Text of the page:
The Shocking Disparity of Resources in Low-Income Areas
Wealth in America tends to move in one direction — toward the top. If you need proof, just take a look at our educational system.
Those who can afford to attend private school have access to the latest technologies, enjoy smaller class sizes, and learn from instructors who might not work in public schools where they cannot make the same amount of money.
But this is just a microcosm of the issue. Access to good food, clean water, and effective medicine are also lacking for the underprivileged in America. In a country that has so much, why are areas that struggle the ones being punished?
How the Poor Get Poorer
When you come from a prosperous family, you have some resources available that make success more accessible. That is not to say that those who succeed don’t deserve the credit. However becoming a successful businessperson when you’re from an established family is not the same as making it when you grow up in a crime-ridden, poverty-stricken area.
Part of the problem lies in a lack of resources overall. Without any assistance from family money, children in these areas usually attend inner-city schools. These schools consistently rank low in government evaluations, so they aren’t allotted funding to expand programs or hire additional teachers.
The disparity of resources perpetuates more disparity. Let’s take a look at another example that can drive people living in a bad situation into a worse one — medicine.
Detroit Buyers Club
Matthew McConaughey portrays a person living with AIDS seeking access to cheaper medication in the 2013 film “Dallas Buyers Club.” While it’s certainly a touching story, the fact is the film was set in the 1980s, and over 30 years later, people living in impoverished areas cannot get access to good healthcare even for conditions much less high-profile than AIDS.
Americans still regularly travel over the border to receive dental work and purchase prescription drugs. Hospitals in low-income areas are few and far between and often suffer from staffing problems because of the difficulty of recruiting medical professionals to work in these parts of the country.
This is a significant contributor to the expanding number of mental-health issues we see in these types of areas, and a reason that the poor remain poor. Think about how someone trying to make their way out of poverty is affected if they come down with a severe illness or injury. There is little hope of offsetting the cost. This leaves the poor in a lifelong struggle to pay for their health needs, with no hope of achieving greater success.
Taking a Closer Look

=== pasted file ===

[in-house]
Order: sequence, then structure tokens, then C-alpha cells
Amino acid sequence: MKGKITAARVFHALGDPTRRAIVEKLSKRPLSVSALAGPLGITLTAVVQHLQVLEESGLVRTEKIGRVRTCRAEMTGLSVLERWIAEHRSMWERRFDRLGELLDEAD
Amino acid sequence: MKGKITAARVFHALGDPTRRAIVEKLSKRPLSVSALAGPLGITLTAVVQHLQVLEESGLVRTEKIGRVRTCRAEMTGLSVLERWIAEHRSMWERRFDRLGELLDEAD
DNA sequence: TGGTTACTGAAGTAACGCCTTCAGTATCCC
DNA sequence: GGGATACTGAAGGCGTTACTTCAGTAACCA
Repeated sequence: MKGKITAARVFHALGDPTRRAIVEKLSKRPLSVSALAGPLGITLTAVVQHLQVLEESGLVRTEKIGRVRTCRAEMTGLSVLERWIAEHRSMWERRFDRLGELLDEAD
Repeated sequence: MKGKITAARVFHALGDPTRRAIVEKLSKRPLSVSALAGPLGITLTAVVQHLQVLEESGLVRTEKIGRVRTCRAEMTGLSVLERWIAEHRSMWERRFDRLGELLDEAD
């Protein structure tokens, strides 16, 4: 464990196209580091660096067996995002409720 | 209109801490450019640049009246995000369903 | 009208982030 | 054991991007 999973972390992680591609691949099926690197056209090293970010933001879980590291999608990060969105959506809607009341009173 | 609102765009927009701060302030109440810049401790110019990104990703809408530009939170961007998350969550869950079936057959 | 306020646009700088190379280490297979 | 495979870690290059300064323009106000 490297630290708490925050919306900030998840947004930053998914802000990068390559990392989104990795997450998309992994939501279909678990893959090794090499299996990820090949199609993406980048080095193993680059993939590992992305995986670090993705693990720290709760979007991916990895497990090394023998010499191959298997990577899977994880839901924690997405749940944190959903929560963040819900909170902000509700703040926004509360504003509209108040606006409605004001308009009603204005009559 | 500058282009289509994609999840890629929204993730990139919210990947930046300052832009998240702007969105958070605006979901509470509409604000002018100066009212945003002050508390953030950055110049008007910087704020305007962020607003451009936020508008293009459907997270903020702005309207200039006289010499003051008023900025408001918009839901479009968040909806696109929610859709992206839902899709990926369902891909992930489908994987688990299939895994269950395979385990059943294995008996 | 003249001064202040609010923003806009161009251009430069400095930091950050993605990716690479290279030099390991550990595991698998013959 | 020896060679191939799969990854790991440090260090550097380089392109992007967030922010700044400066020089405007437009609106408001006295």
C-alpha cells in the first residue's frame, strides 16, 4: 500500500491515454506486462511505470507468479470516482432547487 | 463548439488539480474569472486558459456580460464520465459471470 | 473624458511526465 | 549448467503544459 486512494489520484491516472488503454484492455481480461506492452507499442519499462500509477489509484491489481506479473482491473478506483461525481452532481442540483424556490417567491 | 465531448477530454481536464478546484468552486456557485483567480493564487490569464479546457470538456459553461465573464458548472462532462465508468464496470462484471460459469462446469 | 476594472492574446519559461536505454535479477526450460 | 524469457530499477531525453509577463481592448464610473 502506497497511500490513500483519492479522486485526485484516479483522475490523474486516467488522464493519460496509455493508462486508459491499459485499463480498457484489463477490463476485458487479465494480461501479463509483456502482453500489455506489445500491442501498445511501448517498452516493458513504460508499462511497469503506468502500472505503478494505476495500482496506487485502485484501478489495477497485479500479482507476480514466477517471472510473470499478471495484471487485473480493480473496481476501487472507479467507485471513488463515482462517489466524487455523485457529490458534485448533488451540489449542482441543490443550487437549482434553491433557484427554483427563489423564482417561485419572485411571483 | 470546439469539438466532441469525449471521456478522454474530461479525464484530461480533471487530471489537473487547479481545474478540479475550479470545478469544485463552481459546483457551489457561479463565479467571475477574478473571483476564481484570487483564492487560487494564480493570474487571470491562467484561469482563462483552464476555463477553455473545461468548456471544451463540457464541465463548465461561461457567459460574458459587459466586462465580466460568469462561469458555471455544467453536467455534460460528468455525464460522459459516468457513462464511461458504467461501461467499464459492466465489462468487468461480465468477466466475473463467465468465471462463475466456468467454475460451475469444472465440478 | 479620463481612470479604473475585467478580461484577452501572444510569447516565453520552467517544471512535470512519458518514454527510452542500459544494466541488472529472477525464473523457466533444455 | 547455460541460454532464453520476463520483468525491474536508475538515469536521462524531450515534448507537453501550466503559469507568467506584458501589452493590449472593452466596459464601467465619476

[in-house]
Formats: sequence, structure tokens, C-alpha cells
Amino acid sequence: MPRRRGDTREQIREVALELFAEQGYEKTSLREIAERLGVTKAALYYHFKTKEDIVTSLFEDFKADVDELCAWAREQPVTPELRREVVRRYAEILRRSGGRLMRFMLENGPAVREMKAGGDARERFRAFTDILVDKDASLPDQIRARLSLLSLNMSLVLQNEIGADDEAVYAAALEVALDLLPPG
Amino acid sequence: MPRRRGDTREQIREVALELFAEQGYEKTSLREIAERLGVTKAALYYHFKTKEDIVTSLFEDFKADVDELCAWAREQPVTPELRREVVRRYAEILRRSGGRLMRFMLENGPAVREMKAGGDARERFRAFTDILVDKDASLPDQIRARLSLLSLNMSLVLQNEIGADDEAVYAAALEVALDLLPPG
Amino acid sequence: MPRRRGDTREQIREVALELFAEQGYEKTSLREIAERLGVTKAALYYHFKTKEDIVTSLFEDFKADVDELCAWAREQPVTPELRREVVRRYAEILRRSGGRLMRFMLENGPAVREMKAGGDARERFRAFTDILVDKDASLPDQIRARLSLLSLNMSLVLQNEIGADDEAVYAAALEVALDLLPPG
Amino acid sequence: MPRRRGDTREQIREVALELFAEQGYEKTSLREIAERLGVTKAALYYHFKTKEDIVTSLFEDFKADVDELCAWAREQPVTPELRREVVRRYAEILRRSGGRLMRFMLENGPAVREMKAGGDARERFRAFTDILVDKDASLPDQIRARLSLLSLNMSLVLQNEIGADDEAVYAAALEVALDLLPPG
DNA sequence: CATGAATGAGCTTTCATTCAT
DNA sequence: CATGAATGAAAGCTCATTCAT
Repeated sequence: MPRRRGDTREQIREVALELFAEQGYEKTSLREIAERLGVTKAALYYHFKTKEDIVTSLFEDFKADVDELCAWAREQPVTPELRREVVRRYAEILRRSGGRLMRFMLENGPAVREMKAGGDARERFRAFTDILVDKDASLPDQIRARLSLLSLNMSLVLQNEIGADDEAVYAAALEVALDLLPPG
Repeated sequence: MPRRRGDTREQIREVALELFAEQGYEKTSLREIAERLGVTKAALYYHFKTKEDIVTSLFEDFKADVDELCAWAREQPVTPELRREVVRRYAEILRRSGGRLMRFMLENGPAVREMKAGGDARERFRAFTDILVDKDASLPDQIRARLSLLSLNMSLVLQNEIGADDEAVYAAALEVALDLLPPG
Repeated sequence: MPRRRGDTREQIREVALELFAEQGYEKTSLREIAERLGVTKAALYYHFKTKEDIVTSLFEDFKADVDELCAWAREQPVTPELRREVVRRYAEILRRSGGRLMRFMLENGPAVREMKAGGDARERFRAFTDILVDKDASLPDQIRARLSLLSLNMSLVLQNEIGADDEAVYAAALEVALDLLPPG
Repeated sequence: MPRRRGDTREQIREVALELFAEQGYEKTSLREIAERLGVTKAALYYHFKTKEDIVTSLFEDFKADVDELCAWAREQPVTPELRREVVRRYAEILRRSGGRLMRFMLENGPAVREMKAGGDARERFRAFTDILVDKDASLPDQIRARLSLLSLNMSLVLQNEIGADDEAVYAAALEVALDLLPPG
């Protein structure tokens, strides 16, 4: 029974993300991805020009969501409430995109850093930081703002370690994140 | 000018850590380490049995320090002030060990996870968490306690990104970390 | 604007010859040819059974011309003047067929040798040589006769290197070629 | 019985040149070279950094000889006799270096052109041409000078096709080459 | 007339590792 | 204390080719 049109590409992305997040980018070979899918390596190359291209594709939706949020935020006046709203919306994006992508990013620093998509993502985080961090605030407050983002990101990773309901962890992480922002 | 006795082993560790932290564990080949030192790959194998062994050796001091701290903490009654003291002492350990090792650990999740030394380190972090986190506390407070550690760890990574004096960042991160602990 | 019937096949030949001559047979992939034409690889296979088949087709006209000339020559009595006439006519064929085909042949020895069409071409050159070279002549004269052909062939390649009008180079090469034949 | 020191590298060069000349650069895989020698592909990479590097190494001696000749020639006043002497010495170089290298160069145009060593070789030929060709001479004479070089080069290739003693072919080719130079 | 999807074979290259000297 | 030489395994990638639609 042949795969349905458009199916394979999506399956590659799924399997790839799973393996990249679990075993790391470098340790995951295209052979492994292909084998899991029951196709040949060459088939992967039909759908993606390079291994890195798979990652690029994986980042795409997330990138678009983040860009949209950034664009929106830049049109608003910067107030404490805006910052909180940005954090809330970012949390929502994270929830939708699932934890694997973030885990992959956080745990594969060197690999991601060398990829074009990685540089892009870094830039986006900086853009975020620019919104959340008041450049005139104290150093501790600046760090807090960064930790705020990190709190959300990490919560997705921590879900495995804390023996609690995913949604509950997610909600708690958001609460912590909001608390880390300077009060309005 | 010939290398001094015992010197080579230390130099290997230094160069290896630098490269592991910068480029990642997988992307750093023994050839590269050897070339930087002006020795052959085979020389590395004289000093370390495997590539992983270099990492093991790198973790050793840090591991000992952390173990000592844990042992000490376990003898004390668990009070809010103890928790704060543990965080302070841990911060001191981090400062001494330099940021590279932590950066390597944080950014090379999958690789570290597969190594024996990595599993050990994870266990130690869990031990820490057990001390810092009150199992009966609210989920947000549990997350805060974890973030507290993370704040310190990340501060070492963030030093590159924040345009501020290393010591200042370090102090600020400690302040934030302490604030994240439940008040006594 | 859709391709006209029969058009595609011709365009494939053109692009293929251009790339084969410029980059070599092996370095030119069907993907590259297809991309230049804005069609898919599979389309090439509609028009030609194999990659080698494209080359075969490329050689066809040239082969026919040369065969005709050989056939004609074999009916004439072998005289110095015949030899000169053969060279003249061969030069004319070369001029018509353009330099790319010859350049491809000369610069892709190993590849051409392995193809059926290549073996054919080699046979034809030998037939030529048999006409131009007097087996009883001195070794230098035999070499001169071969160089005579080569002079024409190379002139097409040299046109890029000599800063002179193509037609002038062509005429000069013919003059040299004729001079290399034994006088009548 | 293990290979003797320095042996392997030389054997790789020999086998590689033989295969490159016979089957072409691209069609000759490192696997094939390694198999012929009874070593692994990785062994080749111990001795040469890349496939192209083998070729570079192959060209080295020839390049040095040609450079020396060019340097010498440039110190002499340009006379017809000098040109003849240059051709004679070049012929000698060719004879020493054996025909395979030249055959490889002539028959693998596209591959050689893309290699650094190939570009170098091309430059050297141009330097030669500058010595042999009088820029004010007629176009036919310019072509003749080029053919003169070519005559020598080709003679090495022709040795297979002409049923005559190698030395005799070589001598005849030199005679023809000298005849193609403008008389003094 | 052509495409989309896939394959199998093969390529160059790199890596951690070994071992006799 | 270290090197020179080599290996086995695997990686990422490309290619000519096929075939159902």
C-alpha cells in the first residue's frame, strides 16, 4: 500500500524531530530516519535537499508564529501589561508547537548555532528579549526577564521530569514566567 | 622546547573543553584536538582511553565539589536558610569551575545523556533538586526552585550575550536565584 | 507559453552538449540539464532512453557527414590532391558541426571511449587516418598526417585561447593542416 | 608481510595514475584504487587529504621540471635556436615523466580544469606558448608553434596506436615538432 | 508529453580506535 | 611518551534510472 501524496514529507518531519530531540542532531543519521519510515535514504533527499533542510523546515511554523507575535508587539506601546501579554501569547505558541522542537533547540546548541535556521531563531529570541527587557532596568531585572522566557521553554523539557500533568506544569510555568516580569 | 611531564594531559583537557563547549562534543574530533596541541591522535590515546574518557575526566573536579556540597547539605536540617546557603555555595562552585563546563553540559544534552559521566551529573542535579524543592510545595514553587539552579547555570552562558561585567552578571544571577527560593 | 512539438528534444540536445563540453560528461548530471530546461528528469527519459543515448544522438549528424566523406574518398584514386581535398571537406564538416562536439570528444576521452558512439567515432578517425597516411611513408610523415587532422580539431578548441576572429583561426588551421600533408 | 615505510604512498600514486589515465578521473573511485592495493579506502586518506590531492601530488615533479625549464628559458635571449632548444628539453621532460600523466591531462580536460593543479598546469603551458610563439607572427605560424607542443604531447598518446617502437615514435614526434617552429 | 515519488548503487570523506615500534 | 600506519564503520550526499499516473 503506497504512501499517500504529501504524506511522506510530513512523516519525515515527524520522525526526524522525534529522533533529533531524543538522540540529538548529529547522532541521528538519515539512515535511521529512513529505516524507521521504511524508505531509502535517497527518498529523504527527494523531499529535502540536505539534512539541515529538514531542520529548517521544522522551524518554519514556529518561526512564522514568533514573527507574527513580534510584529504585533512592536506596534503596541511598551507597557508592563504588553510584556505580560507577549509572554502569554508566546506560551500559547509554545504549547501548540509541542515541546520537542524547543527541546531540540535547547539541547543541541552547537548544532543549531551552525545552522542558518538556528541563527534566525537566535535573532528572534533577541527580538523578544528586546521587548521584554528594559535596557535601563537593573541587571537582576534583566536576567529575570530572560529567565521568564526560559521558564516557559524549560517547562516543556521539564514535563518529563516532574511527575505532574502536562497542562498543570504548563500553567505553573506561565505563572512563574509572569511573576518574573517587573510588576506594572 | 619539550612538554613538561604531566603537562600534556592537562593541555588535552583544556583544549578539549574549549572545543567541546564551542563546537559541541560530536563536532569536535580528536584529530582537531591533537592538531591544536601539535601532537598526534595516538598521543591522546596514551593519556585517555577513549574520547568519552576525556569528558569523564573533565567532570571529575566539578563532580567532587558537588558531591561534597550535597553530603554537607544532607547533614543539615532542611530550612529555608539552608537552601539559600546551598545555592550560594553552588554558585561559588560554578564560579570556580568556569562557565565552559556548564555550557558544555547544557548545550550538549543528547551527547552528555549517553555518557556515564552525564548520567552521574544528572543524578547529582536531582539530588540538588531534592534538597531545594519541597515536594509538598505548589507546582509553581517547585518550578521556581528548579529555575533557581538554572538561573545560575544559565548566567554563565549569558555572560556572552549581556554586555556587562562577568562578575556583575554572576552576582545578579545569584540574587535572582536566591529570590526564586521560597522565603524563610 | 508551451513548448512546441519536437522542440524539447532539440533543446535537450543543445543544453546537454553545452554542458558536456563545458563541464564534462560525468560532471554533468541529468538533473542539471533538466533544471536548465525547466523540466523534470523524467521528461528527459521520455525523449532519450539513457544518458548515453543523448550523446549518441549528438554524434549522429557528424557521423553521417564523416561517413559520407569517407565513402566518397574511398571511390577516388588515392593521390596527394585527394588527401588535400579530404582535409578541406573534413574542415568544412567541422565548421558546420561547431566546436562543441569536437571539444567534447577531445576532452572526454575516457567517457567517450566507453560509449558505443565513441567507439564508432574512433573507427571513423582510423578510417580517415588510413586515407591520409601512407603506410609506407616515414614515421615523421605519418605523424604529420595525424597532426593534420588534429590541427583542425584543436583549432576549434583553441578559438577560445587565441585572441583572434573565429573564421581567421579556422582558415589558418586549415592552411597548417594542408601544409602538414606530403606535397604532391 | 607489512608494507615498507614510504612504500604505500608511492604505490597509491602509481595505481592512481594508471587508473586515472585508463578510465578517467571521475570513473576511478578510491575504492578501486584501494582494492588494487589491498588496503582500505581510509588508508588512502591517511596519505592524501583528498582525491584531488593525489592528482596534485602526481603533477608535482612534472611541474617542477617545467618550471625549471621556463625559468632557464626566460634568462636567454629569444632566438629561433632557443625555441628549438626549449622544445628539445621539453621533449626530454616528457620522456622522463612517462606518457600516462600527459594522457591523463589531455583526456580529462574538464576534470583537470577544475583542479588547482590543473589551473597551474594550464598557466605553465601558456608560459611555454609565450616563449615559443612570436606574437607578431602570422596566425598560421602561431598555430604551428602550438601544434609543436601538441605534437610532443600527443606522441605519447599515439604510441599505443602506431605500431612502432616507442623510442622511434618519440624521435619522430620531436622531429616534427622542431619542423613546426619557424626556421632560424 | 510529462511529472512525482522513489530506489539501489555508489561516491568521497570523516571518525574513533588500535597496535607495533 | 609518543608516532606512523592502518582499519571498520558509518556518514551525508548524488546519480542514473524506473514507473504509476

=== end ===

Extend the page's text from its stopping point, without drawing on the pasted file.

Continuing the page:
The Pittsburgh Post-Gazette/Milwaukee Journal Sentinel recently conducted a study on precisely this topic, to find out if the poor were, in fact, receiving less care because their access to medicine was cut off. The study revealed that nearly two-thirds of all hospitals built since 2000 are in wealthy, suburban areas.
In urban areas, the number of hospitals is nearly half of what it was in 1970. Cities like Detroit and New York have seen facilities close their doors because of lack of funding, leaving residents with no nearby solution should they require medical attention. In just the 20 years between 1990 and 2010, over 200 nonprofit and for-profit American hospitals shut down.
The disparity in available health care hurts these places. Critical indicators of inadequate health care such as the number of disabilities per-capita and the prominence of early death among inhabitants illustrate clearly the difference between life in a poor and a wealthy community.
In low-income counties, the average rate of death before age 75 was 480 in 100,000 according to a study by the Center for Disease Control. The same study found that rate to be 345, 39% lower, in higher-income areas.
Waiting for Change in Circumstances
It is clear we have a problem in this country, and the question is will we decide to do anything about it? We can’t expect the current conservative administration to lobby for health care for the poor. But health care reform as a whole could improve the situation for poor people by creating a system where everyone has access to shared resources.
A single-payer system could be the best answer to assist the many Americans living in poverty. It’s easy for affluent politicians to turn a blind eye, but in time the decline of these areas will catch up to us. So, then, are we completely motivated by selfishness, or is there room in this country to care for the sick, no matter their social class?